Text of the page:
On 21 March, 2023, the Regulation on the Maritime Navigation Planning was published in the Spanish Official State Gazette, introducing important measures, among which the following should be highlighted:
1) Simplified ‘charter licence’
A simplified clearance regime has been established to assist charter yachts operating in Spain. The procedure requires the presentation of a simple affidavit of responsibility, leaving behind the obsolete process of obtaining prior and express authorisation (charter licence) that largely collapsed harbour master offices during summer periods and which put at risk obtaining the charter licence prior to the dates committed to by ship owners, forcing vessels to wait physically in port until the licence was granted.
Under this simplified clearance, yachts carrying out a commercial activity and/or with a professional crew will be allowed to start their activity from the moment they submit the affidavit of responsibility, together with a declaration from the captain and the crew list. However, EU or third-country-flagged yachts applying for their charter licence for the first time will have to obtain it according to the previous ‘charter licence’ procedure, so that its data are recorded in the maritime administration’s computer systems.
Logically, the above means that the yacht must have all the documents required by current regulations to obtain the charter licence (for example valid certificates, crew list, certificates and endorsements, insurance, etc.), in case they have to be presented at the request of the authorities. Likewise, any modification of the aforementioned documents will have to be amended before the harbour master’s office by presenting a new responsible declaration.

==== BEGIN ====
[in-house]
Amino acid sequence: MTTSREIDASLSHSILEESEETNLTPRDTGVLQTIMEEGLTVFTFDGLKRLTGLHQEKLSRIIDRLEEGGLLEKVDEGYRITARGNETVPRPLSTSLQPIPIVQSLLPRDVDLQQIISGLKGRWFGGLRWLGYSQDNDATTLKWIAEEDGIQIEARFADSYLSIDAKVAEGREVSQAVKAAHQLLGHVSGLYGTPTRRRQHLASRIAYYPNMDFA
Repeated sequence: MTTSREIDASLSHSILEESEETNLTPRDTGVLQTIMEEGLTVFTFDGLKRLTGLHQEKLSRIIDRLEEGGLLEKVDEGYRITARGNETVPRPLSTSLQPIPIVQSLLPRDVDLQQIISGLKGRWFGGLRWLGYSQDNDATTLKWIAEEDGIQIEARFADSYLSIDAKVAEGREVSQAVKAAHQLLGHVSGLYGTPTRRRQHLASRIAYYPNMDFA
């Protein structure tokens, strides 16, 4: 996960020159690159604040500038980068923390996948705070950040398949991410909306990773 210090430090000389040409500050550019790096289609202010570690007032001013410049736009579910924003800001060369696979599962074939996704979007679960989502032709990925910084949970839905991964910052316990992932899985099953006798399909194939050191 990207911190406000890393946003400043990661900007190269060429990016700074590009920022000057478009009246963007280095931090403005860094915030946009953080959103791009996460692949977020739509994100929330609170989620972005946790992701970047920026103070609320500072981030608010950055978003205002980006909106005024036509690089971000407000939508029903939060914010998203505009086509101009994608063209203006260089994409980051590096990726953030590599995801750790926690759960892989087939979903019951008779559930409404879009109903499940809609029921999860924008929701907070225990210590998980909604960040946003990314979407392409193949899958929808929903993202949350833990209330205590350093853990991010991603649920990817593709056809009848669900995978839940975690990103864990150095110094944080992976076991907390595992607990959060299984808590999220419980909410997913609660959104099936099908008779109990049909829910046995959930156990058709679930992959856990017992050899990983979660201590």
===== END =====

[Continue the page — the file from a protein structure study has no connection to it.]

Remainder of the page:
According to the approved regulation, the entry into force of the affidavit of responsibility will take place from 1 July, 2024, to allow the necessary updating of computer systems. The Spanish Yachting Association (ANEN), of which I am both a legal and tax advisor, has actively participated as an interlocutor for the industry, and we know that the Spanish authorities will make every effort to ensure that this system will be applied in summer 2023.
Yachts with a previous charter licence in force can apply for this new system as soon as their charter licence expires, if the new simplified system is already in operation.
2) Repeal of the Order of 4 December, 1985
Another important measure is the express repeal of the Order of 4 December, 1985, on yacht chartering, which, apart from being tacitly repealed to a large extent by various subsequent regulations of equal or greater rank, had been completely void of content
The repeal of this regulation is important, in my view, because of two fundamental details:
a) Firstly, because it will allow the chartering of non-EU flagged vessels under 14 metres in length, an aspect that the rule had expressly prohibited; and
b) Secondly, because this order has led to binding rulings of the Spanish Directorate General of Taxes (DGT), for example ruling V2267-2, which, based on its obsolete provisions, dogmatically concluded that for the development of charter activity in Spain yacht-owning companies must prove their residence in Spain (sic) and hold a so-called “establishment” in Spain (that is a place from which the charter activity is carried out in whole or in part), giving rise to problems in relation to Spanish Matriculation Tax.
In theory, the DGT could still stick to the literal wording of the repealed rule, although it is clearly absurd in relation to the reality of yacht charter, at least as far as large yachts are concerned,
Undoubtedly, the above changes are a response to the new needs of the market, thus helping Spain to achieve a higher level of competitiveness in the charter sector in Europe, as this concept also covers the efficiency or absence of red tape that does not exist in other competing countries in our environment.